1. Housing Bond Bill – MACDC is working with many others to pass the Affordable Housing Bond Bill early in 2018 before critical housing programs run out of money.  The Bond Bill would authorize over $1.7 billion in capital spending for a wide range of housing programs used by our members and others to build and preserve affordable housing.
     
  2. Community Investment Tax Credit – Our legislation to extend and expand CITC has been folded into the Housing Bond Bill so we will be working even harder to make sure the full bill is signed into law.  The proposed legislation would extend the CITC sunset from 2019 to 2025 and slowly lift the annual cap from $6 million to $12 million. CITC is now generating over $11 million per year for high impact community development and the new federal tax bill makes it even more valuable for many taxpayers.
     
  3. Small Business Technical Assistance – We are launching a major campaign to restore full funding to this vital economic development program.  Inexplicably, this highly effective program has been cut 62.5% over the past two years to just $750,000.  Our campaign seeks to restore the program to $2 million.
     
  4. MACDC Lobby Day on April 24 – MACDC will host its annual Lobby Day at the State House on April 24 when community developers from around the Commonwealth will come to the State House to advocate for our shared agenda. Please join us!
     
  5. Mel King Institute – I could probably do a Top Ten list just for the King Institute since there is so much going on.  The highlights for this year include a full schedule of nearly 30 workshops and courses, further rollout of the Public Housing Training Program, Innovation Forum events on topics such as mortgage lending disparities, green technology and comprehensive community building, the Community Development mentoring program, and of course, our 9th Anniversary Breakfast Celebration in June.
     
  6. Community Health – A big focus for MACDC in 2018 will be to expand and deepen our work on the convergence of community development and community health.  We see many exciting opportunities to work with hospitals, insurance companies and others in the health sector to address the social determinants of health head-on.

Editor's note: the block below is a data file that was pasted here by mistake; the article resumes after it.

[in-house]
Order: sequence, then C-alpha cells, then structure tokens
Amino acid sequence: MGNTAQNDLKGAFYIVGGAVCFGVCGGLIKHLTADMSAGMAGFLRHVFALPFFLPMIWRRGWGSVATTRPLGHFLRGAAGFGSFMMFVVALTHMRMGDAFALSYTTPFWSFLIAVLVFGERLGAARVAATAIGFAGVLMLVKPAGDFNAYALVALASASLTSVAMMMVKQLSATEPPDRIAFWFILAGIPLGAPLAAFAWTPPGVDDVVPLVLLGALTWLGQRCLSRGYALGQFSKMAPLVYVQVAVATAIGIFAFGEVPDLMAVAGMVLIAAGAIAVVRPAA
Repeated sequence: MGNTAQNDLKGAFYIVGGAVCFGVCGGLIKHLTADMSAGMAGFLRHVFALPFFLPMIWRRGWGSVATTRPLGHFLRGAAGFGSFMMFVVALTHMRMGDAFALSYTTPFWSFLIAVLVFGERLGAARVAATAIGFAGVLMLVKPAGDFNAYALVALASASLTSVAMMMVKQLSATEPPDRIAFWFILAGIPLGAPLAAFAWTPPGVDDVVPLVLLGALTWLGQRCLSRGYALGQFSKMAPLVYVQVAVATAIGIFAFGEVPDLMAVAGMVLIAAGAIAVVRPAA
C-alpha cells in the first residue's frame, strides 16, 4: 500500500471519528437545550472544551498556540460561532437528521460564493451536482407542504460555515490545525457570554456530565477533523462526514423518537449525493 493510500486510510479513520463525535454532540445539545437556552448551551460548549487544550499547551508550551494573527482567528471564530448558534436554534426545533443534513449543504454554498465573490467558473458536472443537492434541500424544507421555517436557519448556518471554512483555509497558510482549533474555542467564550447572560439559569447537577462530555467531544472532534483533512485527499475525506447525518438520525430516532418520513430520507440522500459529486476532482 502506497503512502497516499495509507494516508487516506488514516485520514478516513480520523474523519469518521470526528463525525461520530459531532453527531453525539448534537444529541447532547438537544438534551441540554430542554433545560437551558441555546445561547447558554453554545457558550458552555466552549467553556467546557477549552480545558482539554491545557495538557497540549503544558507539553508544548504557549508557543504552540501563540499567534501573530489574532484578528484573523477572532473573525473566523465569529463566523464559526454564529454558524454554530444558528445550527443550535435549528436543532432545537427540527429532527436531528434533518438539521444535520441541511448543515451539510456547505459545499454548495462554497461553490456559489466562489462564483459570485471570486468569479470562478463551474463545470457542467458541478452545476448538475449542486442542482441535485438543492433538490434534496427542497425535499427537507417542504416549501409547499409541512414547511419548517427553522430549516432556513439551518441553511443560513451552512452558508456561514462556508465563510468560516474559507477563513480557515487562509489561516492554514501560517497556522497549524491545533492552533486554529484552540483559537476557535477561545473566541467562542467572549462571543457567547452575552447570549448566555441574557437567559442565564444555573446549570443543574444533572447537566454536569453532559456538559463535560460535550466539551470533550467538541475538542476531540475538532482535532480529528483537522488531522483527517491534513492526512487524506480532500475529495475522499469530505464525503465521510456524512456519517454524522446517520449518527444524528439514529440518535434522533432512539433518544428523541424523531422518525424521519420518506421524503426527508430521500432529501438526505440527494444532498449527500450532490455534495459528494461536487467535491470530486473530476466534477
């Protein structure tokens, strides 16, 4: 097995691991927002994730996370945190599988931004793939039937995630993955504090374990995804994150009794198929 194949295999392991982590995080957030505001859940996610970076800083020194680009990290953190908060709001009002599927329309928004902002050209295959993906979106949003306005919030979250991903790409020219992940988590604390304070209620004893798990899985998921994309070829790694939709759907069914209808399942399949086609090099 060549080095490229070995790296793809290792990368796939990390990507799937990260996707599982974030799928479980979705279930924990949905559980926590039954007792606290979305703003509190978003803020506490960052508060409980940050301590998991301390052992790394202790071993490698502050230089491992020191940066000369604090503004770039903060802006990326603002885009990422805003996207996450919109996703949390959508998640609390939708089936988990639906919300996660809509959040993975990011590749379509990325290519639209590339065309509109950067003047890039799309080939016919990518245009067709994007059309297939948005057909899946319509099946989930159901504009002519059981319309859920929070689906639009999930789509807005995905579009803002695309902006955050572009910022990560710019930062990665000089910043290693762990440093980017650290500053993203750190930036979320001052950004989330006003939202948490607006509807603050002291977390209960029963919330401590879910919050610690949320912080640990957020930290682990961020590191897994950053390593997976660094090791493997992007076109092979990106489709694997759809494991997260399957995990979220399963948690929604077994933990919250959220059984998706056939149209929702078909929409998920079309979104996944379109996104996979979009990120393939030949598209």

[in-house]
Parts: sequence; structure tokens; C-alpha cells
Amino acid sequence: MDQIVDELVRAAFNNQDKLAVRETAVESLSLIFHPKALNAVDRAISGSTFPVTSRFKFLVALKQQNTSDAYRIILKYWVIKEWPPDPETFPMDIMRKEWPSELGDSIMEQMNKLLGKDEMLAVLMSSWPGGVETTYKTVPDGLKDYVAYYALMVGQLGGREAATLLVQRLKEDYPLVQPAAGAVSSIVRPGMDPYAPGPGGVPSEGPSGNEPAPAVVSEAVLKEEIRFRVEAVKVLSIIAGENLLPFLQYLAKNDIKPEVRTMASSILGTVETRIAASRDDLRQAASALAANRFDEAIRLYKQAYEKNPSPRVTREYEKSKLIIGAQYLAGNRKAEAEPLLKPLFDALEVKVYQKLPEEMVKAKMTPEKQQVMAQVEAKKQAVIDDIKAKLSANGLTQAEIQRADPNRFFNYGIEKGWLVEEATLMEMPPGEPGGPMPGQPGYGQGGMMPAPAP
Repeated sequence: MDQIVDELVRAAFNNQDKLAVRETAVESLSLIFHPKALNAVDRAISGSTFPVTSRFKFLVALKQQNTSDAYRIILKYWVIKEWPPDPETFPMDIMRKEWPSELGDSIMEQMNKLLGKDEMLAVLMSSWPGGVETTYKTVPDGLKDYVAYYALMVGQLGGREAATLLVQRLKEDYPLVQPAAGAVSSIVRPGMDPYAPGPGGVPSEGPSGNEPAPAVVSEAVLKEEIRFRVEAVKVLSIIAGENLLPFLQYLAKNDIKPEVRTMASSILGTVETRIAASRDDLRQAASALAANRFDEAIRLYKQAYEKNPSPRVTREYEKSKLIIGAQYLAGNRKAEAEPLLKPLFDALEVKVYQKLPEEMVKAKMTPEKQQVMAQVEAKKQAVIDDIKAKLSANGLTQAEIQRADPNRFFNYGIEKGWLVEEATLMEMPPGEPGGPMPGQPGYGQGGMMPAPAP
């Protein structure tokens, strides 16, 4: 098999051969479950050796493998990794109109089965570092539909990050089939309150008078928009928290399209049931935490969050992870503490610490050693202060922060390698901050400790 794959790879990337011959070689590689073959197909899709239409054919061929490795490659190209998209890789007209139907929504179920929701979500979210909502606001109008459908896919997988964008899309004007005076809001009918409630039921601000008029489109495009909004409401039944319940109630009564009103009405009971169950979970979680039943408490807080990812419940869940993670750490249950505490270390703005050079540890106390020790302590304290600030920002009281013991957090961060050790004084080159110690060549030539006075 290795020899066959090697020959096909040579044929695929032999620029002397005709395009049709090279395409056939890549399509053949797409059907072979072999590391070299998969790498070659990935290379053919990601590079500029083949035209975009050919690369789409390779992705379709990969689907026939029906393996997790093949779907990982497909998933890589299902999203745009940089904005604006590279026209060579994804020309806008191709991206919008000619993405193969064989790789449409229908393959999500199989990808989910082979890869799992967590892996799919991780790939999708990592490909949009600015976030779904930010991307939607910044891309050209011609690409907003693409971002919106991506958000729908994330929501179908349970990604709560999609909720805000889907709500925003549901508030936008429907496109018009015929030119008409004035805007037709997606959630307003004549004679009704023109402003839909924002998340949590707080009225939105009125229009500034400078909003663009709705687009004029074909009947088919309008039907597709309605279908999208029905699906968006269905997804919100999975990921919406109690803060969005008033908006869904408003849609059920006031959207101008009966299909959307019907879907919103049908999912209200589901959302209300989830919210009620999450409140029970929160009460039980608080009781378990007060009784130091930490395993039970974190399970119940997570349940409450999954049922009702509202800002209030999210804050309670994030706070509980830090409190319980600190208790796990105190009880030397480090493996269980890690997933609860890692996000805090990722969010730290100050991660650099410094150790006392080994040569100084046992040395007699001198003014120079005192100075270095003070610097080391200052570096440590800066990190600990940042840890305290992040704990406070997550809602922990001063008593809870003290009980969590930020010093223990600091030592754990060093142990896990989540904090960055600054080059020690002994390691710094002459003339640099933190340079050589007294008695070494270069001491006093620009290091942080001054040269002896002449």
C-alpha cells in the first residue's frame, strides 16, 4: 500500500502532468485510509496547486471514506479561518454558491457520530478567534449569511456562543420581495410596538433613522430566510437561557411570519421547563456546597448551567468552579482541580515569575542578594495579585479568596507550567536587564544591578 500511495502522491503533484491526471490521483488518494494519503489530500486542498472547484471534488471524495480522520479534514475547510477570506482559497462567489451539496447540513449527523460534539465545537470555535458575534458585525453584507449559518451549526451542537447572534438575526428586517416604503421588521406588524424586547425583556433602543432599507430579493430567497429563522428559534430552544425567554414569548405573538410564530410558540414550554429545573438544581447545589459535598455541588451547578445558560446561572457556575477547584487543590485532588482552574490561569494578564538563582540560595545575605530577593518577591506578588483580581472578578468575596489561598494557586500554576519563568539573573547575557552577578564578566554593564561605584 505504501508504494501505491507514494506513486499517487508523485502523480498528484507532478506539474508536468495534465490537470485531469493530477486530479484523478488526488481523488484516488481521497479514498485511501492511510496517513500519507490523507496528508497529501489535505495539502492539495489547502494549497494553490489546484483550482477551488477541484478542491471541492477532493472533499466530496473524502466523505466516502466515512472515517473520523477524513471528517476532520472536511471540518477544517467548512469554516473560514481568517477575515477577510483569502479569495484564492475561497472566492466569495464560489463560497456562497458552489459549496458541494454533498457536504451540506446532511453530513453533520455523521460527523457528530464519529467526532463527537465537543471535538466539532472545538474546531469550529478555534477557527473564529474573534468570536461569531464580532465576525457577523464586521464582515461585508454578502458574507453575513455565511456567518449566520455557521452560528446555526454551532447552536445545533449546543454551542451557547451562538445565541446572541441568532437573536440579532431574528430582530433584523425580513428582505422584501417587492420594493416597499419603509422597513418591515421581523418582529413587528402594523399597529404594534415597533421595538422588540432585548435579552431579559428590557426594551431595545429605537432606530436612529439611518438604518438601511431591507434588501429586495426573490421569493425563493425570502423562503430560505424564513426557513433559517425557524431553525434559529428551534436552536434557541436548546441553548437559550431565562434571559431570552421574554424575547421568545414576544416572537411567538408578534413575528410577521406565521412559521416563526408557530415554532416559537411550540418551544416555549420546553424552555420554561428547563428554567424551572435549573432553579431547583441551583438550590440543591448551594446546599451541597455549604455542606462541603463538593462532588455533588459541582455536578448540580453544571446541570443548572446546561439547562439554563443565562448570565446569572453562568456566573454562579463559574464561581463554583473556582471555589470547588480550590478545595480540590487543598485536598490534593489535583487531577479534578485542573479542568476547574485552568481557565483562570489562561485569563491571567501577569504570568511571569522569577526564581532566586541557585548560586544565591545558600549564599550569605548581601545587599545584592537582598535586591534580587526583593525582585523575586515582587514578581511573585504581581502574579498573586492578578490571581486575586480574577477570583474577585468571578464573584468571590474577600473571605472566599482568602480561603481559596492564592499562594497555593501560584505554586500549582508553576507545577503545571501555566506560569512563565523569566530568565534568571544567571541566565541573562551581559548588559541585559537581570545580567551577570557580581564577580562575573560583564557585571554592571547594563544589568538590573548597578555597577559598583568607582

7. Suburban Housing – MACDC’s newly formed Suburban Housing Caucus will be increasingly active in 2018 as we work collectively and with our partners to expand housing opportunities throughout Greater Boston.  Governor Charlie Baker’s Housing Choice Initiative adds new urgency and new tools for these efforts and hopefully we can pass the Great Neighborhoods legislation that would update our antiquated zoning laws.
     
  8. Racial Equity – Racial equity has been one of MACDC’s core values from our inception and in 2018 we intend to step up our efforts to tackle the issue head-on.   Our racial equity agenda will include advocacy campaigns to expand business and homeownership opportunities for communities of color; an expanded Boston Pilot Program to increase MBE and WBE procurement on CDC sponsored construction projects; and increased attention to diversifying the community development field itself through our training and mentoring programs offered by the Mel King Institute for Community Building.
     
  9. Strategic Planning – MACDC has engaged Diane Gordon to assist the Board in the development of a new strategic plan.  We are specifically looking at five key areas – affordable housing, community economic development, community organizing, community health, and CDC capacity building.  MACDC is also a participant this year in Neighborworks America’s Excellence in Governance program which is helping us to strengthen our board’s ability to lead us into the future.
     
  10. MACDC’s Convention on October 20, 2018 – MACDC will be hosting 6th MACDC Convention on Saturday, October 20th at the Hynes Convention Center. We expect over 600 community developers to join us for a day of celebration, networking, learning and action. The highlight will be a Gubernatorial Candidate Forum (For each of the past three elections, the winner of the Governor’s race has appeared at the MACDC Convention and we fully expect that trend to continue this year!)

​We are looking forward to an exciting and impactful year.   And we look forward to working with many of you to help accomplish these goals.

Stay Warm!

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Boost Your Charitable Giving with the CITC

December 21st, 2017 by Joe Kriesberg

The holiday season is a time to appreciate loved ones and good fortunes, and it often comes with a renewed enthusiasm for giving back. Thanks to a well-established program in Massachusetts, you can dramatically increase your charitable giving this year and directly support vital work within your neighborhood or community.

Over the past three years, thousands of individuals, families and businesses have used the Community Investment Tax Credit (CITC) – a 50 percent donation tax credit – to double the impact of their charitable giving and to support local tailored efforts to improve our communities and create economic opportunity. The program enables local Community Development Corporations (CDCs) across the commonwealth to:
- produce and preserve housing that is affordable to working families and seniors;
- help local entrepreneurs start, grow and sustain small businesses;
- organize residents to advocate for community improvement; and 
- provide critical service to families, youth and seniors.